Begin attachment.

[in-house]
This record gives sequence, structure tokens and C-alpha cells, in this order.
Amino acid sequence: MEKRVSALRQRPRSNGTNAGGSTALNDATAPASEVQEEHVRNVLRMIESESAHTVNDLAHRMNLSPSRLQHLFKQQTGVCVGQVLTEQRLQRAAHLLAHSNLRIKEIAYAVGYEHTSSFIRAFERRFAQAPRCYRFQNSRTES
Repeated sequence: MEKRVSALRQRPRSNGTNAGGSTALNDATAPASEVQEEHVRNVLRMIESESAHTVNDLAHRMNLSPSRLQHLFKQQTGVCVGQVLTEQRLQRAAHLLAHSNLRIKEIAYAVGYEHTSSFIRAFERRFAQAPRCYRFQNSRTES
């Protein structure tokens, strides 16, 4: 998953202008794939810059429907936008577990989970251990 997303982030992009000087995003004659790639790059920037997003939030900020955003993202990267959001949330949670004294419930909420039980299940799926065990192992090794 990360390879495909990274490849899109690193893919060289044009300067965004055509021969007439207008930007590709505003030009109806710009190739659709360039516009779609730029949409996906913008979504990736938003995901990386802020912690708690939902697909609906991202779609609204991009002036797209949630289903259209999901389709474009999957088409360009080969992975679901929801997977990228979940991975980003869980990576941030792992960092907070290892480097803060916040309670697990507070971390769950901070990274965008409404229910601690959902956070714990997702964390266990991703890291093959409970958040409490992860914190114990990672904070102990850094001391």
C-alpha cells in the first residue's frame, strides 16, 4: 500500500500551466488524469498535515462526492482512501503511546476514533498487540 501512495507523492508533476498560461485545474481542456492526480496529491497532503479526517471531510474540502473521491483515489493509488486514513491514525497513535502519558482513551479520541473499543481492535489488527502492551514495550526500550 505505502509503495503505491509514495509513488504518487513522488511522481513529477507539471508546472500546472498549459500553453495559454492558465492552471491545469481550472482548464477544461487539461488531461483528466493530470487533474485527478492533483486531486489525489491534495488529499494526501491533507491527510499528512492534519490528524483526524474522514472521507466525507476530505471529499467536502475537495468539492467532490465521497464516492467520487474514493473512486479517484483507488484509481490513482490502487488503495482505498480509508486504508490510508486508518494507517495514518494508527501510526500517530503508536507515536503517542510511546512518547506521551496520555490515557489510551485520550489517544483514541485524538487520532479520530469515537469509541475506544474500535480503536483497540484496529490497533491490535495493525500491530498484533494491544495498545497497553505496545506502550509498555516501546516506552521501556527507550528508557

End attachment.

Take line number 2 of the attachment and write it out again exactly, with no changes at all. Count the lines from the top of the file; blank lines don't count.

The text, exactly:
This record gives sequence, structure tokens and C-alpha cells, in this order.